Washington vs. Paul Ryan
What happens when a politician is more honest than his critics.
The immune system of the modern body politic is nothing if not resilient, and this summer all of its antibodies seem to be trained on heretofore little known Congressman Paul Ryan. That makes this a particularly instructive moment, because the attacks on the Wisconsin Republican show how deeply his radical honesty is subverting Washington's flim-flam—to borrow a phrase.
"The flim-flam man" is what Paul Krugman called Mr. Ryan in a New York Times column last week that set a spleen-to-substance record even for him. Amid drive-by attacks on the Congressman's ethics and integrity, Mr. Krugman savaged Mr. Ryan's "roadmap"—his detailed, long-range proposal to equalize taxes and the size of government—as "a fraud that makes no useful contribution to the debate over America's fiscal future."
This might be dismissed as a familiar primal scream, except it perfectly echoes the Democratic Party's emerging election strategy. The bills for decades of unsustainable social commitments are now coming due, especially Medicare, even as Democrats have created a vast new liability in ObamaCare. Mr. Ryan has one of the few credible plans for rationalizing the federal fisc, and his critics are so vicious because his candor exposes Washington's illusions about the entitlement state while offering a genuine alternative. Democrats hope that demagoguing his proposals will allow them to hang on to their majorities this fall.
Thus Peter Orszag, until last week the White House budget director, devoted much of his farewell lecture at the Brookings Institution to Mr. Ryan's plan "to replace Medicare as we know it." Having presided over record deficits of $1.4 trillion in 2009—or 9.9% of GDP—and an expected $1.5 trillion in 2010, Mr. Orszag no doubt finds it easier to change the subject than defend his own record and agenda.
Meanwhile, the Democratic Senatorial Campaign Committee recently attacked "NINE REPUBLICAN SENATE CANDIDATES WHO WANT TO END MEDICARE AS WE KNOW IT." Most of the "facts" in this missive consist of lukewarm-to-friendly comments these heretics had at one time or another made about Mr. Ryan.
The main liberal policy objection, to the extent a serious one exists, is that the roadmap would "cut working folks loose so they've got to fend for themselves," as President Obama described the supposed Republican economic philosophy at a Chicago fundraiser last week.
Mr. Ryan wants to remodel Medicare by giving seniors a modified voucher to buy private insurance. Mr. Orszag, et al., concede that the roadmap would make the entitlement permanently solvent, as confirmed in an analysis by their icon the Congressional Budget Office, but they claim that the amount of the voucher would not keep pace with rising health-care costs.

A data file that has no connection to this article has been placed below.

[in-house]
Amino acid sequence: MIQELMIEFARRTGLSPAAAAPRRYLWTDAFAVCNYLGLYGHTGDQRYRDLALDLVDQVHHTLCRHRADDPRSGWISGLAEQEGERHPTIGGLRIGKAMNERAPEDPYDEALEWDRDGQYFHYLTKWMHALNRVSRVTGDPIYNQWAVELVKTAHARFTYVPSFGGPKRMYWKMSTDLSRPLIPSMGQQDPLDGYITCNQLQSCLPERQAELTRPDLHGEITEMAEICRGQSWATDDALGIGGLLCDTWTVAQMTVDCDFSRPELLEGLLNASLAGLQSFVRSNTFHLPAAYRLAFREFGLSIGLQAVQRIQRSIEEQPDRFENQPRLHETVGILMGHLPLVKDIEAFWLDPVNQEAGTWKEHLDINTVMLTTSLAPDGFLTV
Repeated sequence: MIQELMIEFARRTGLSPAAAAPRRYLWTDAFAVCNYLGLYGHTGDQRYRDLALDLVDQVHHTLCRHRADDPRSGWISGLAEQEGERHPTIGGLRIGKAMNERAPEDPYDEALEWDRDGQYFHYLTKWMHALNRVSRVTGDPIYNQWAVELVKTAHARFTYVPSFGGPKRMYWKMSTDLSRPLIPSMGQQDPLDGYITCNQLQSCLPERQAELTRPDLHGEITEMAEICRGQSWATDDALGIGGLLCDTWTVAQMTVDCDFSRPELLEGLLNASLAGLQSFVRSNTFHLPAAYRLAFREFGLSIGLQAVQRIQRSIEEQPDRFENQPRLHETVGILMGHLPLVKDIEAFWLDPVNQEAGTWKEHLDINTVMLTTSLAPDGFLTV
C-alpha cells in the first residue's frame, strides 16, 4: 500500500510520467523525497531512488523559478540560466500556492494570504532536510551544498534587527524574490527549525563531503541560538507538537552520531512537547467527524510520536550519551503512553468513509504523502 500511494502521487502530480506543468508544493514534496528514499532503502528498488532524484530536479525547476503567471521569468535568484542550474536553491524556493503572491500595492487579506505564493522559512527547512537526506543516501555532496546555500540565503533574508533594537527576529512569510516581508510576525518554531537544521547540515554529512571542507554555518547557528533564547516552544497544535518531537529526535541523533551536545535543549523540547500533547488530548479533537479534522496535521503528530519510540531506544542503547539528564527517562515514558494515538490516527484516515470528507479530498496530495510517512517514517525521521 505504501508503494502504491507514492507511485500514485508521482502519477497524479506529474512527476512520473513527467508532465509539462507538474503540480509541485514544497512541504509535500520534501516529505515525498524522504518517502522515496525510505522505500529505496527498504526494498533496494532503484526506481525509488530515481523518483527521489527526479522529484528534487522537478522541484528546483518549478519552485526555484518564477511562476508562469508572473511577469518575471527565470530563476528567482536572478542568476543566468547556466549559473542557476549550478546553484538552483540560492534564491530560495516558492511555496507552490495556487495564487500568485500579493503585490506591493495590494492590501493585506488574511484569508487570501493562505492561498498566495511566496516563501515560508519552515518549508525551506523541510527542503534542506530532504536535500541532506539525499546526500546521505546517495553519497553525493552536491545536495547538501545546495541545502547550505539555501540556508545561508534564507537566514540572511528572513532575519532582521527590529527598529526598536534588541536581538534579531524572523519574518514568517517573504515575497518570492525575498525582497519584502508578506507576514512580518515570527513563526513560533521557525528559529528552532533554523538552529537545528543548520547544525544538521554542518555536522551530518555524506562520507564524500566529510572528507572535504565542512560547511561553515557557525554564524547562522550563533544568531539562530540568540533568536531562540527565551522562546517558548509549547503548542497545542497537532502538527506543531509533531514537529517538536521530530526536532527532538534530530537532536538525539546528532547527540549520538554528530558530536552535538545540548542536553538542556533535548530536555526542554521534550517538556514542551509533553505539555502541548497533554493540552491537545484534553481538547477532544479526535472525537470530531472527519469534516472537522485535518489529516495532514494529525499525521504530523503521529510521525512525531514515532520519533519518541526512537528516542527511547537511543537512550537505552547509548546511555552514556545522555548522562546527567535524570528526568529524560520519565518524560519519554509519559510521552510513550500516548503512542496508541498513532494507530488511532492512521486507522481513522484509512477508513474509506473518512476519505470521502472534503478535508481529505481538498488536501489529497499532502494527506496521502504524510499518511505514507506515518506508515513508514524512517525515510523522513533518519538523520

This is an odd complaint for an economist like Mr. Orszag, given that more market discipline and consumer choice in health care would drive down costs as it does in all other dynamic sectors of the economy. To take one example, recent research by Michael Chernew of Harvard shows that a one percentage point increase in seniors insured by Medicare Advantage HMOs—the Ryan-like program that offers private options—reduces traditional fee-for-service Medicare spending by 0.9%, despite its price controls.
In other words, cost-conscious competition changes how doctors and hospitals provide care to all patients. A larger transition to market-based medicine could turn out to be as smooth as the private-sector shift to 401(k)s from defined-benefit pensions, and a similar reform was even suggested in 1999 by Bill Clinton's Medicare commission, which was led by Louisiana Democrat John Breaux.
This model is a threat to the ideology of those like Mr. Krugman who believe that government can and should decide how all patients are treated. But technocratic central planning won't reform the system, as its sad 45-year history in Medicare shows, and nothing is more likely to finish off Medicare "as we know it" than to continue the current trajectory as it swallows the federal fisc and crowds out all other priorities.
In that sense, Mr. Ryan is really presenting Washington with a philosophical choice between the status quo of an ever-larger and ever-more indebted government and a plan to pay for the promises we've made while still preserving free markets and economic growth. The firehose of invective pointed at Mr. Ryan is in part an attempt to scare voters and in part an effort to prevent voters from understanding that there is in fact a choice.
Mr. Ryan's roadmap is much broader than health care and ambitious enough that it would require a Presidential-level debate to have any chance of passing. We'd need to inspect the details before endorsing them ourselves. But its immediate virtue is that it gives leaders in both parties heartburn because it applies the fiscal honesty that everyone claims to favor. Taxpayers need someone like Mr. Ryan to expose the emperor's naked budget.